“There is no dignity quite so impressive, and no independence quite so important, as living within your means.”
We Americans seem to be doing too little of this. A recent survey of U.S. households reveals that 46 percent of all households report their spending is equal to or in excess of their income. When asked how they would deal with an “emergency expense costing $400,” about half said they couldn’t come up with the money. This held for 66 percent of households with income under $40,000 and 19 percent of those with over $100,000! No rainy day fund. Not even a modest one.
If so many households save so little that they can’t cope with a small financial jolt, is this bad for our future economic prospects?
The short answer is “yes.” Every first-year macroeconomics student is taught, a bit simplistically, that “savings equals investment.” Investment can’t take place unless someone, somewhere, forgoes current consumption in lieu of an investment good that promises increased production of future consumption goods. Capital goods don’t come from thin air.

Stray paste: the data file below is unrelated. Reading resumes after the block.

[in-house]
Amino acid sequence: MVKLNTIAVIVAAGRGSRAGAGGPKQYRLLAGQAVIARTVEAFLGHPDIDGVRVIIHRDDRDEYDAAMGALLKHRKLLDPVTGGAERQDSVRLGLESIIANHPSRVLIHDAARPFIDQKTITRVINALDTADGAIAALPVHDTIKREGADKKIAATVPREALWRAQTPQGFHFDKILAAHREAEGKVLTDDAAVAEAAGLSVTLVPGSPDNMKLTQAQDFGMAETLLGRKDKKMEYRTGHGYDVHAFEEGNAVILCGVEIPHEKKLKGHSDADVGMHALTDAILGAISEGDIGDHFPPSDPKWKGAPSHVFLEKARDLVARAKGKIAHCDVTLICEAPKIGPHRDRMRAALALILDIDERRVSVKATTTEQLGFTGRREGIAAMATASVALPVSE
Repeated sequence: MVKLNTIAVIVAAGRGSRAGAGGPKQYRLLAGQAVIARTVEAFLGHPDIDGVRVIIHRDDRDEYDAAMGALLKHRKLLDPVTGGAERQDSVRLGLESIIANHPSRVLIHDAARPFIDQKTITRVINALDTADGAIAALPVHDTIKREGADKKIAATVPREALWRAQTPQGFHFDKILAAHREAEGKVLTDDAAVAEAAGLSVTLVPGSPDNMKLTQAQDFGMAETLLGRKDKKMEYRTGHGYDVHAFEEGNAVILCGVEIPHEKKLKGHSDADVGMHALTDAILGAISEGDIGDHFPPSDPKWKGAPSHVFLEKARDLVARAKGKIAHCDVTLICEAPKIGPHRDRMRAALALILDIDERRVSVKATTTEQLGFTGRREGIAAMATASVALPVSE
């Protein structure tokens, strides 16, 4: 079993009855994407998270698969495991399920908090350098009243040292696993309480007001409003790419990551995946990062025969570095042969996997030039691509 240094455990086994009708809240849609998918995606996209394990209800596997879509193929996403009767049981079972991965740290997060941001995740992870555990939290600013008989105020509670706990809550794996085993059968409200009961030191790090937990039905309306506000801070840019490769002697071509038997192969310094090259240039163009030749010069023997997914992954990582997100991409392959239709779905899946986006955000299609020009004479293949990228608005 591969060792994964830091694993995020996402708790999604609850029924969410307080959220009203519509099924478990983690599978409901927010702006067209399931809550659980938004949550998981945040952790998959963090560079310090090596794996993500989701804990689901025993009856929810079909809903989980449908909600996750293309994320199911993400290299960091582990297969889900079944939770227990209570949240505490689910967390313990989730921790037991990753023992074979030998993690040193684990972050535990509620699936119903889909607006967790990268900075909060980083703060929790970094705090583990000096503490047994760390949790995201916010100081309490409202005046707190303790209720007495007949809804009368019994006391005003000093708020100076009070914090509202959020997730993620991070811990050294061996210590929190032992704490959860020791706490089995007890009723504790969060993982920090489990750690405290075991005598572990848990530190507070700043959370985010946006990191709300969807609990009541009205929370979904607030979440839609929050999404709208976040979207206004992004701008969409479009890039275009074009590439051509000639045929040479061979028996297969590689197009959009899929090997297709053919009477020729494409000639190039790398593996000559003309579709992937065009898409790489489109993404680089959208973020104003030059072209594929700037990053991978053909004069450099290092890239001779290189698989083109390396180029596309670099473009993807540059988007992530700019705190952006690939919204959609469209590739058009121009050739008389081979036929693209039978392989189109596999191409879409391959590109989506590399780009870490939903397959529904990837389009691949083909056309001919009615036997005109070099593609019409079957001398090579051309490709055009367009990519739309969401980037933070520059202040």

The ability of any economy to produce consumption goods comes in large part from its stock of capital goods. Subtract tractors from farms or ovens from bakeries, and even a whole staff of engineering Ph.D.s won’t produce a lot of bread and cookies. More savings—forgone current consumption—allows for more capital formation and, ultimately, more prosperity. Household savings is a virtue, and not just for the individual family’s financial stability.
There is an alternative view much loved by politicians who like to spend money (which is to say, most of them). Savings, so the story goes, is income withheld from current purchases. Too much saving means current production is not purchased, and economic activity contracts. More government spending is necessary to make up for this shortfall of private demand.
We can look through history and find isolated short periods, mostly during financial panics, when this analysis holds. But as a general rule, our financial markets—that panoply of stock and bond markets, banks, mutual and venture capital funds—do a good job of matching savers with investors and preventing any such underconsumption.
So here is the bottom line: A larger savings account not only makes your life less stressful; it also adds to the future prosperity for all of us. A rising savings rate is an economic benefit, not a problem.•
Bohanon is a professor of economics at Ball State University. Styring is an economist and independent researcher. Both also blog at INforefront.com. Send comments to firstname.lastname@example.org.